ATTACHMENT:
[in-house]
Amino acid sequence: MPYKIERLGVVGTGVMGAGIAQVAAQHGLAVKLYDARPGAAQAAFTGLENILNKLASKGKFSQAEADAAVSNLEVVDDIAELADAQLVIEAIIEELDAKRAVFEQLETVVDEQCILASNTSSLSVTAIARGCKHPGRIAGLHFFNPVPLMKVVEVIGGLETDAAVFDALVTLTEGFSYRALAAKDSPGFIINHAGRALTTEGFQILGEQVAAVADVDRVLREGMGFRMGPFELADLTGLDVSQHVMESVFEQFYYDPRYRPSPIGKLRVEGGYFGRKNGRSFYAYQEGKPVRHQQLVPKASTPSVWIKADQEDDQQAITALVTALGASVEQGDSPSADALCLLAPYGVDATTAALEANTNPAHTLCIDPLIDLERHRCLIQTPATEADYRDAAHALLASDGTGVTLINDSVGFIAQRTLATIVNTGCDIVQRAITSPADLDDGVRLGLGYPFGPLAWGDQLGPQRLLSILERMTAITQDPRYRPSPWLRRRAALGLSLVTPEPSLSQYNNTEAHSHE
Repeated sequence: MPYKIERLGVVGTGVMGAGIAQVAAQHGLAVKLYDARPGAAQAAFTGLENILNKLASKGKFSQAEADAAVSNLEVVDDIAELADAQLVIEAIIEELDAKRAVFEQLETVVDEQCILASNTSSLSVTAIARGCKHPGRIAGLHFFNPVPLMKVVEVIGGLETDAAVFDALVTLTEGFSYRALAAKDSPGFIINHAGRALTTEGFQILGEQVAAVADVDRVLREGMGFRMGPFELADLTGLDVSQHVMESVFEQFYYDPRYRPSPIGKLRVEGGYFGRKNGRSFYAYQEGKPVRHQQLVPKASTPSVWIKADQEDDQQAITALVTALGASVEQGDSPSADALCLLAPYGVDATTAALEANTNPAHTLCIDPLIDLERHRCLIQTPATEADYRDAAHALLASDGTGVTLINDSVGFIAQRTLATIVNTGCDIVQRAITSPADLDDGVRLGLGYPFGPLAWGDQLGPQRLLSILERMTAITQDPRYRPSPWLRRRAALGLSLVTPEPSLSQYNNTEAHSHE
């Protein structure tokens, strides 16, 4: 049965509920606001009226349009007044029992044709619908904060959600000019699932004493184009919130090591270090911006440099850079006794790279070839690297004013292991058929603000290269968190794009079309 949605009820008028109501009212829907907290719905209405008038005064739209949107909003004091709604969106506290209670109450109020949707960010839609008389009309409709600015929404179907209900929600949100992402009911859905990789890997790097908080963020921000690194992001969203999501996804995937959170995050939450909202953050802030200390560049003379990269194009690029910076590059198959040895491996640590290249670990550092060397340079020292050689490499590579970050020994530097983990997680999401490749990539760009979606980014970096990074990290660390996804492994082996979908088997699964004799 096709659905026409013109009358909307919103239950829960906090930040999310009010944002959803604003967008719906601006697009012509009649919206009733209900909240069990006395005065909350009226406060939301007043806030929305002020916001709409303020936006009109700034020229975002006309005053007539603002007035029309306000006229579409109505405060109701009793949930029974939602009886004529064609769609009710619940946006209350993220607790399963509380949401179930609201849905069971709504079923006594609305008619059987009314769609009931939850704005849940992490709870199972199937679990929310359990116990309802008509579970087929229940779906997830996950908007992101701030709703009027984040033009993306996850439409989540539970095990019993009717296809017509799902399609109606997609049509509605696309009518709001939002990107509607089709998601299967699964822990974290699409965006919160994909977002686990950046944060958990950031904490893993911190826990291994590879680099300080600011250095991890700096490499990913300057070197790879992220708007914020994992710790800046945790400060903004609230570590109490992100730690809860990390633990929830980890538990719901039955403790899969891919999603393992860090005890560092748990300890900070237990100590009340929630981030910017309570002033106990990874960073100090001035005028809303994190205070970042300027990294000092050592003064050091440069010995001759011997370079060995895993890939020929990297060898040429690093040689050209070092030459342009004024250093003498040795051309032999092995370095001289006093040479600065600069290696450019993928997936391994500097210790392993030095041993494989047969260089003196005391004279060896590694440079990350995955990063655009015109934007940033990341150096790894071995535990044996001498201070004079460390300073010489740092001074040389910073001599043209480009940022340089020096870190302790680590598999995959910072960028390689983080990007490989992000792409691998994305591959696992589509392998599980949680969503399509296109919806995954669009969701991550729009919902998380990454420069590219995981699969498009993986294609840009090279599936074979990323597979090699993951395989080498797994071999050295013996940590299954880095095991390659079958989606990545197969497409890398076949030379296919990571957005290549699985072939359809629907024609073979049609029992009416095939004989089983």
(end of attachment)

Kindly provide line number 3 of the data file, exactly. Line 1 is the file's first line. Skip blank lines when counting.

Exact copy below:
Repeated sequence: MPYKIERLGVVGTGVMGAGIAQVAAQHGLAVKLYDARPGAAQAAFTGLENILNKLASKGKFSQAEADAAVSNLEVVDDIAELADAQLVIEAIIEELDAKRAVFEQLETVVDEQCILASNTSSLSVTAIARGCKHPGRIAGLHFFNPVPLMKVVEVIGGLETDAAVFDALVTLTEGFSYRALAAKDSPGFIINHAGRALTTEGFQILGEQVAAVADVDRVLREGMGFRMGPFELADLTGLDVSQHVMESVFEQFYYDPRYRPSPIGKLRVEGGYFGRKNGRSFYAYQEGKPVRHQQLVPKASTPSVWIKADQEDDQQAITALVTALGASVEQGDSPSADALCLLAPYGVDATTAALEANTNPAHTLCIDPLIDLERHRCLIQTPATEADYRDAAHALLASDGTGVTLINDSVGFIAQRTLATIVNTGCDIVQRAITSPADLDDGVRLGLGYPFGPLAWGDQLGPQRLLSILERMTAITQDPRYRPSPWLRRRAALGLSLVTPEPSLSQYNNTEAHSHE